The Café on Dream Street, by Adriane Brown [Review]

Adriane Brown’s novel, The Café on Dream Street, is a tortured tale of an immigrant from el Salvador, Felipe Sanchez, and his family, trying to make a life in a suburb of New York called Oakmont. The writer’s political bent is clear from the outset. The local cops are redneck anti-immigrant thugs, who terrorize the immigrant family and their business (the café of the title), play poker in the back room of a local restaurant, and plot how to drive the immigrants out of their town. The chief villain cop ultimately frames the story’s hero for a crime he did not commit, resulting in his deportation. Meanwhile, the immigrant family is heroic, having overcome crimes and oppression in el Salvador. The family works hard. Their daughter is a diligent student. They are noble, and now have to overcome the prejudice of American cops and bigoted citizens.

While not every White person in the story is a villain, the chief villain’s son’s infatuation with the Filipe’s daughter seems a bit forced, along with his subsequent sacrifice. His mother has a more tolerant attitude, but she has little influence.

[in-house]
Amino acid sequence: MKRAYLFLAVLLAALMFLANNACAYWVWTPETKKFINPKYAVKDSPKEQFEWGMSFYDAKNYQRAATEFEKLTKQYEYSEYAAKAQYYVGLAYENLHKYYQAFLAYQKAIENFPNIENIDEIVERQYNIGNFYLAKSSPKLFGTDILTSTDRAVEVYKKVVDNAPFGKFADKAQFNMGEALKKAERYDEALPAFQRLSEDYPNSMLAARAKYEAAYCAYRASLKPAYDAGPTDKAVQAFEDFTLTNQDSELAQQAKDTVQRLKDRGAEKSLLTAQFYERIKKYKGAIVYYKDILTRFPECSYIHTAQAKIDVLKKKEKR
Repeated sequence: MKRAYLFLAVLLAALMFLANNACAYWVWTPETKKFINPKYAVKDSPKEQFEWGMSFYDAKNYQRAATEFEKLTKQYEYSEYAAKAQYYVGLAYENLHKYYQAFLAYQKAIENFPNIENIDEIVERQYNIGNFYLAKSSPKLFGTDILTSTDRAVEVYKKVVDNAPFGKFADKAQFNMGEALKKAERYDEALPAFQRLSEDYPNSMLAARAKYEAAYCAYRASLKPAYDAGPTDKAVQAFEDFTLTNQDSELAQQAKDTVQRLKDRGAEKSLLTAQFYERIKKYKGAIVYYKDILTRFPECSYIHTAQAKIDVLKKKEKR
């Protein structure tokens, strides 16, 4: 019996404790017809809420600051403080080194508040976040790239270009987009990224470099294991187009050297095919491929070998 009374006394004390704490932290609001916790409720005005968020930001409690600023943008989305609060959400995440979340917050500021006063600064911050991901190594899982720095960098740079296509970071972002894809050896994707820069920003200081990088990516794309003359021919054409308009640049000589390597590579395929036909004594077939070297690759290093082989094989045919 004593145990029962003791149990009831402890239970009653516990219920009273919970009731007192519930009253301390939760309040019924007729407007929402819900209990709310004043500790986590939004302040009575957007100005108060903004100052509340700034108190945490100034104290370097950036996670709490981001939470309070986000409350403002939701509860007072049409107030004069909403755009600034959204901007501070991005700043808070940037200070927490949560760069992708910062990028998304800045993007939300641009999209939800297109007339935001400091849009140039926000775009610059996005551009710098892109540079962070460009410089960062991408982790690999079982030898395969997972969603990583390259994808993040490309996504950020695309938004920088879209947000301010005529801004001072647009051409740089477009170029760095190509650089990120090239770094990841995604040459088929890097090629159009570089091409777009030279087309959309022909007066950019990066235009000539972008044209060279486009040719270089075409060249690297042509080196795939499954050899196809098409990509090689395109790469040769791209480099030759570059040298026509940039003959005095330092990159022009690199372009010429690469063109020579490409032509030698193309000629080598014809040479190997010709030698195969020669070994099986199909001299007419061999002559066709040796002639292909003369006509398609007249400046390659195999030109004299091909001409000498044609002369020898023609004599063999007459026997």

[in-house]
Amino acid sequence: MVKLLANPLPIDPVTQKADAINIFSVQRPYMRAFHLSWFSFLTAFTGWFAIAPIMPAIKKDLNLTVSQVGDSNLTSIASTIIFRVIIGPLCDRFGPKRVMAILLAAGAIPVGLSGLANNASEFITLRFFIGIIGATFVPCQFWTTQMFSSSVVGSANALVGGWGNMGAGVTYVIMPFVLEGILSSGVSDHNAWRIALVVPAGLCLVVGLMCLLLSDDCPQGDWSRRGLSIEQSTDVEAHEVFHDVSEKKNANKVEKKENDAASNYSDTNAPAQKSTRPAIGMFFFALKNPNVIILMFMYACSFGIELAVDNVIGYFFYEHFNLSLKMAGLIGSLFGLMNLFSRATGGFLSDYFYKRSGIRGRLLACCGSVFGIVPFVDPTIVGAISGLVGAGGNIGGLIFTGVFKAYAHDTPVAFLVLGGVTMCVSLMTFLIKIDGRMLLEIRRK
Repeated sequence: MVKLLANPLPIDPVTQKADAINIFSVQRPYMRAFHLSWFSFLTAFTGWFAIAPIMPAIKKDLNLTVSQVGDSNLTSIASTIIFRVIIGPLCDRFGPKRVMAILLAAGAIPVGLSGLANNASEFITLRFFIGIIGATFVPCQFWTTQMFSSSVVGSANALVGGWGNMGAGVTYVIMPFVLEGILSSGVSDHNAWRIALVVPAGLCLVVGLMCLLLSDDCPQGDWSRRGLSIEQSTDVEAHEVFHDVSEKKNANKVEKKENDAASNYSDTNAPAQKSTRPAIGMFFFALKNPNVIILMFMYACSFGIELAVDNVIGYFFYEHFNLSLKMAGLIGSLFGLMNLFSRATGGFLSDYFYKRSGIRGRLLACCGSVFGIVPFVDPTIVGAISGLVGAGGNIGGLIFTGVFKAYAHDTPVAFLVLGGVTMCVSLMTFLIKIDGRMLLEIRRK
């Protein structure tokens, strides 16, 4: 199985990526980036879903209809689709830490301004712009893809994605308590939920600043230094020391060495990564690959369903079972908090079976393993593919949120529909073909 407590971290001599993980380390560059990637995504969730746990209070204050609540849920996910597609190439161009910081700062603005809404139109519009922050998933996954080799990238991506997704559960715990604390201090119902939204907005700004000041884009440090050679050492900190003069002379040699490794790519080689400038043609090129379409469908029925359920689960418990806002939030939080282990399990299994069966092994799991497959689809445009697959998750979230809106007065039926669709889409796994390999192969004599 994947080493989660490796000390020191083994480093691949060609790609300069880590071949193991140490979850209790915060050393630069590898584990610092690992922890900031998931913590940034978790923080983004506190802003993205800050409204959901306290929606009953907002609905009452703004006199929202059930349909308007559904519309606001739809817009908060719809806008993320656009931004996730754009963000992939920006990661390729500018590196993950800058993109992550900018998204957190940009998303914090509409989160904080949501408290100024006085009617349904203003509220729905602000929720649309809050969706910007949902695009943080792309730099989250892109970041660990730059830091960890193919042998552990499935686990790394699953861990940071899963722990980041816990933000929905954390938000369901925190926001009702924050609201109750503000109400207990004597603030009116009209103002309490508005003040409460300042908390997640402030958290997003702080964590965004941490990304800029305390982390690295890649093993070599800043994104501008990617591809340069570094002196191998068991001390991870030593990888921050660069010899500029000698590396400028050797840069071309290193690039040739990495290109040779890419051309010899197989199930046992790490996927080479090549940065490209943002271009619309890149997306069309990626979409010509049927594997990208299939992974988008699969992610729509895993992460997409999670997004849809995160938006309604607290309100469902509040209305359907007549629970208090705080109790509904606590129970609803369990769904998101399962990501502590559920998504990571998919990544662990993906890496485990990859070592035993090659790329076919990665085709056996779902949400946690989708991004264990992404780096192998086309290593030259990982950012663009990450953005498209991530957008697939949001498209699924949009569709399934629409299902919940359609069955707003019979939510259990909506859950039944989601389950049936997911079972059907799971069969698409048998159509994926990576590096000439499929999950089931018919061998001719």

The story comes off as a caricature with evil villains and pure good heroes. The story meanders along, filled with details about the lives of the family members, flashbacks to el Salvador, and long narrative paragraphs. The writing style is generally excessive on description, although well-edited, aside from a chronic need to shorten paragraphs. The lengthy exposition about the intricacies (and injustices) of the US immigration system seem out of place coming from these characters.

Toward the end there is a laughably bad courtroom sequence that is central to the plot resolution, but which is so melodramatic and unrealistic that it loses its power. (Think the climactic scene of a bad Perry Mason episode.)

The author lists the persons who provided research and consultation about the story at the beginning of the book, as if to document her bona fides to be writing this story of triumph over adversity by an immigrant family. I don’t doubt her sincerity. The story wants to be both tragic and inspirational in some respects. But, as a novel, it’s a slog to get through and the schmaltzy conclusion feels more Hollywood than true to life. There is usually more gray in the world. This story is very black (brown) and white.

I received an unsolicited free download of this book from the author, requesting an honest review.

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